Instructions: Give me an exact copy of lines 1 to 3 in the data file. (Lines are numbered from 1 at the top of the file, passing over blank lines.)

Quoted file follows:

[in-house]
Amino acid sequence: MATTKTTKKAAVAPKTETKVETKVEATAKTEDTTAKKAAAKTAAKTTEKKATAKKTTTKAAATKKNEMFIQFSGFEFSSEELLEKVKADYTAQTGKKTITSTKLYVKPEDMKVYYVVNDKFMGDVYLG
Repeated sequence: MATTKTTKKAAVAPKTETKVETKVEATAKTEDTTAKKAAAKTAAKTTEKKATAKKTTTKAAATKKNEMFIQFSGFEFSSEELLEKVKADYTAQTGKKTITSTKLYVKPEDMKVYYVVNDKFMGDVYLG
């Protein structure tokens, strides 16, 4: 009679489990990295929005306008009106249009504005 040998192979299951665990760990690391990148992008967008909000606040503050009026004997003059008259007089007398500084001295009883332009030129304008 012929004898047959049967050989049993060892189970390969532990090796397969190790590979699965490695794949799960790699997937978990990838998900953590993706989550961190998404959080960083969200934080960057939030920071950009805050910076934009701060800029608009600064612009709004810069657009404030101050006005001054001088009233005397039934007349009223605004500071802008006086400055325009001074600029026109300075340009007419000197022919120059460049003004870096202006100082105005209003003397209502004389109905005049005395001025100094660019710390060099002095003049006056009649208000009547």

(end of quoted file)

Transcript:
[in-house]
Amino acid sequence: MATTKTTKKAAVAPKTETKVETKVEATAKTEDTTAKKAAAKTAAKTTEKKATAKKTTTKAAATKKNEMFIQFSGFEFSSEELLEKVKADYTAQTGKKTITSTKLYVKPEDMKVYYVVNDKFMGDVYLG
Repeated sequence: MATTKTTKKAAVAPKTETKVETKVEATAKTEDTTAKKAAAKTAAKTTEKKATAKKTTTKAAATKKNEMFIQFSGFEFSSEELLEKVKADYTAQTGKKTITSTKLYVKPEDMKVYYVVNDKFMGDVYLG